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by Daniel Duane, AARP The Magazine, Jan./Feb. 2011 issue
1 rib-eye steak, (about 1 1/4 pounds)
Salt and pepper
1 shallot, minced
1 tablespoon rosemary, minced
1/4 cup red wine
2 tablespoons butter
1. Salt and pepper both sides of the steak.
2. Pour canola oil 1/8-inch deep into a heavy skillet. Heat on high until the oil begins smoking.
3. Sear the steak for about 2 minutes on each side. Reduce the heat to medium, then cook for another 3 minutes on each side. Remove the steak from the pan.
4. Add the shallot and rosemary to the pan. Once the shallot softens, add the red wine and, with a spatula, scrape up any browned bits.
5. Remove the pan from the heat and add the butter. Whisk until incorporated, pour over the steak, and serve warm.
Nutrients per serving: 1,220 calories, 87g protein, 7g carbohydrates, 1g fiber, 87g fat (36g saturated fat), 469mg cholesterol, 2,699mg sodium
En español | Every calamity, they say, presents an opportunity. In my case, the catastrophe came on a winter's night, when my 68-year-old father let go of the handholds 25 feet up on an artificial rock-climbing wall. He'd taught me to climb as a teenager, and we had scaled sky-high summits together under a blue Sierra Nevada sky. But then we drifted apart: I got married, had kids, and took up cooking; my father kept climbing, spending days on Yosemite's El Capitan.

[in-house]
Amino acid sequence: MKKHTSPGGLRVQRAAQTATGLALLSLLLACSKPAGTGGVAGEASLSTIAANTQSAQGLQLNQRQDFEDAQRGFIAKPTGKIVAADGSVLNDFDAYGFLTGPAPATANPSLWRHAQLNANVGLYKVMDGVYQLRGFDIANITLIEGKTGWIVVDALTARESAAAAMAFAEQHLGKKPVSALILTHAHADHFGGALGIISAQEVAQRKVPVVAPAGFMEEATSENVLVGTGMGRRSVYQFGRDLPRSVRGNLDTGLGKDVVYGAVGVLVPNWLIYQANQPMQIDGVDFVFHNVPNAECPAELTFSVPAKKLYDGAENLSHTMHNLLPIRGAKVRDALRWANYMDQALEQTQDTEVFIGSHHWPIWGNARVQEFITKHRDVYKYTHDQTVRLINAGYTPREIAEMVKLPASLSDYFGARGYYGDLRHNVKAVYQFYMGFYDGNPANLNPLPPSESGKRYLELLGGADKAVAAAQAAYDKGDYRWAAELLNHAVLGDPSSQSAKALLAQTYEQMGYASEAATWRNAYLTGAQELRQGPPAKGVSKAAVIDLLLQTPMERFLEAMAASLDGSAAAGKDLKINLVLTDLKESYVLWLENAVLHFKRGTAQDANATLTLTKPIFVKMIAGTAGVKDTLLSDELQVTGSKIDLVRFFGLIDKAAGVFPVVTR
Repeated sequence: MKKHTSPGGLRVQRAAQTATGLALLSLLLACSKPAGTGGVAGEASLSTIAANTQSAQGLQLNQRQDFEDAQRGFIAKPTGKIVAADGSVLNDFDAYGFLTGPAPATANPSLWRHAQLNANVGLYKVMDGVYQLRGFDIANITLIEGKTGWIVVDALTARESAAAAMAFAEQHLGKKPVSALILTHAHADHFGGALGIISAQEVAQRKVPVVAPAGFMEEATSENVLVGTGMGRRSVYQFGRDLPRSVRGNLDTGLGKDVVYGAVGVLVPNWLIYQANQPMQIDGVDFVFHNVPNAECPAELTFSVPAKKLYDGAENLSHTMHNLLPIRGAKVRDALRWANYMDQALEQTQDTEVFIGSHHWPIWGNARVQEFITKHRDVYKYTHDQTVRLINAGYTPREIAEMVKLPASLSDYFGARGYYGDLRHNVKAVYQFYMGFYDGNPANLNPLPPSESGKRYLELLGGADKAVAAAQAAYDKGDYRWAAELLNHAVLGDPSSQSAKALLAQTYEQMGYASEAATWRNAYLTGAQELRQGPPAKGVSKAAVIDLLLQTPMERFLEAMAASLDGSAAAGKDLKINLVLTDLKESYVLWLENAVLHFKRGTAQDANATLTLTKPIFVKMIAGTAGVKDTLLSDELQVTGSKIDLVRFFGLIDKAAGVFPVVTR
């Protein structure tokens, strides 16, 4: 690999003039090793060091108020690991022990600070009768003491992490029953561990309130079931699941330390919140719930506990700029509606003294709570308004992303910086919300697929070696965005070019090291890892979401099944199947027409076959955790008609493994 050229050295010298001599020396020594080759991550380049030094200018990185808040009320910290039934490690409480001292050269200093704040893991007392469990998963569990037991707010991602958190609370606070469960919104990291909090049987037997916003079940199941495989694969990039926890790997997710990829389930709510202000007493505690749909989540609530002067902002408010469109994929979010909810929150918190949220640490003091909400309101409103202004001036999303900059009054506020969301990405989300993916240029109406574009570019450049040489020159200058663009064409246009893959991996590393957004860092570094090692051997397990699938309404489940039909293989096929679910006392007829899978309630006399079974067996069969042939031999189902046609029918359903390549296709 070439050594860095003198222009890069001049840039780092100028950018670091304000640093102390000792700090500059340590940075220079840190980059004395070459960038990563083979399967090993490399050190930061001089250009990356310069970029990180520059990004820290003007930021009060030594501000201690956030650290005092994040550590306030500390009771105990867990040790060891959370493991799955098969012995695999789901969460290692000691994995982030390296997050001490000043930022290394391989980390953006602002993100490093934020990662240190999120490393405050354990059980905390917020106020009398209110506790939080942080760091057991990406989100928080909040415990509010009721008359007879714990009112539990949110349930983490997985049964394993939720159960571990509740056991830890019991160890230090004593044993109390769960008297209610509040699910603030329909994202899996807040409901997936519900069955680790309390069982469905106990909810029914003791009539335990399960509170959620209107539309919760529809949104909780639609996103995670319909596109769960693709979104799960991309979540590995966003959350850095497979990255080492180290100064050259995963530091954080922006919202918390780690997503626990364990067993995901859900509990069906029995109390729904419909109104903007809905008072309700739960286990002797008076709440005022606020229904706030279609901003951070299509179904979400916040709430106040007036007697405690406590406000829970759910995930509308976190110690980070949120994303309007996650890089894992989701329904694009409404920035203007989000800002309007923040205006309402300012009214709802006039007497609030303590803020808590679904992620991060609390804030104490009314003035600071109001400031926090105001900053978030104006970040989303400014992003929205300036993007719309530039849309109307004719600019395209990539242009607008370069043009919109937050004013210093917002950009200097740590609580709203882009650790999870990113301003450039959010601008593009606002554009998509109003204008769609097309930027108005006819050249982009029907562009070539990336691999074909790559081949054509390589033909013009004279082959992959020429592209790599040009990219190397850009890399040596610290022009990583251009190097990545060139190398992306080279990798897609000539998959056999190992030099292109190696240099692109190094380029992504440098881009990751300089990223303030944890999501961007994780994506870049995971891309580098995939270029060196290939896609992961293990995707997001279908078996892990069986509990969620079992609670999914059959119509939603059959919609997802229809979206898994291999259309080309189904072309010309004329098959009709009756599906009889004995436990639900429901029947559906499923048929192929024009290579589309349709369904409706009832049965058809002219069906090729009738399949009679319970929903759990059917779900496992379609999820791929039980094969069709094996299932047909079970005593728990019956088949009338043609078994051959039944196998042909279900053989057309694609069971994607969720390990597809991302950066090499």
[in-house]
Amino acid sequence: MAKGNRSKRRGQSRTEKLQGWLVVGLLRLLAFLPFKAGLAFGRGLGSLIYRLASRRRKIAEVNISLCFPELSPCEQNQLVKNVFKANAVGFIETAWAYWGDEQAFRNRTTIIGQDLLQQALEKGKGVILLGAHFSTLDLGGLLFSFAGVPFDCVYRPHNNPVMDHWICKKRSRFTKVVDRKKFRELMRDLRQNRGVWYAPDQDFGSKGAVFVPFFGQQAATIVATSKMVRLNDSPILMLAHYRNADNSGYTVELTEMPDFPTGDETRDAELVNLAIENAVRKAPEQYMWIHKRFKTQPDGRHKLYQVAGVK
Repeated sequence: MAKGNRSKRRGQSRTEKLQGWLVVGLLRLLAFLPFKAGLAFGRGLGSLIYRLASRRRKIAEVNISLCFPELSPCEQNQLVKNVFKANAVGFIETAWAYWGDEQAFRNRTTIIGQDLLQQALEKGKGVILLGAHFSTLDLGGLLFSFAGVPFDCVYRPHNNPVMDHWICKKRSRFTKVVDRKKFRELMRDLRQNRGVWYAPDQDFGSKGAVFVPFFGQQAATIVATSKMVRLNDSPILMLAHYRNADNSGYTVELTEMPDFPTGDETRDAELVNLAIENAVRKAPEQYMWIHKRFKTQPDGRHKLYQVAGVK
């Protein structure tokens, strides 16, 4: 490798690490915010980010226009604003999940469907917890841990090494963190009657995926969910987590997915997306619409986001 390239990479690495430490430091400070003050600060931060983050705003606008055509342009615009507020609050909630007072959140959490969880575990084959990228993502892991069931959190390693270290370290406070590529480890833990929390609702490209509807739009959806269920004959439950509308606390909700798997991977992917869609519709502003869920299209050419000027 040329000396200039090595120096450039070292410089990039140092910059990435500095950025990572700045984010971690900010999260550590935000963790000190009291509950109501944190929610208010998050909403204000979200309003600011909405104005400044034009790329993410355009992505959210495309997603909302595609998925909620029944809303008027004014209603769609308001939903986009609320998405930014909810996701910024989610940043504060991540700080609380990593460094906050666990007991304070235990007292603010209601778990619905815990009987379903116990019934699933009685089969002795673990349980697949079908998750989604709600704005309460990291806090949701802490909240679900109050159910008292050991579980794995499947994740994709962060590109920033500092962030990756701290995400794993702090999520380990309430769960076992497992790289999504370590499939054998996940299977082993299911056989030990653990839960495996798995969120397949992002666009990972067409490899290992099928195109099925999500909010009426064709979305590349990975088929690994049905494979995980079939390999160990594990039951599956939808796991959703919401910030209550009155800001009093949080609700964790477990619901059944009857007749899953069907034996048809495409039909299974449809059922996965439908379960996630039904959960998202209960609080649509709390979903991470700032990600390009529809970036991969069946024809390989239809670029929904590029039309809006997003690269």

Here's how the accident happened: My father tied the climbing rope not to his harness but to his leather pants belt. When he let go of the wall, the rope ripped through his belt and he fell, fracturing two vertebrae.
And here's the opportunity it presented: first, to spend all those days at my father's bedside in the hospital; and then, more important, to cook his very first meal back home.
My father needed to feel like a man again, not a sick, weak patient. So I made him a dish I thought might help — a giant rib-eye steak topped with a little maître d'hôtel butter. The hours we spent in the hospital, talking about all the good times gone by, may ultimately have been more significant in bringing us back together. Yet only by cooking that steak — and watching the look of satisfaction cross his face — could the man I'd become help the man my father had always been.
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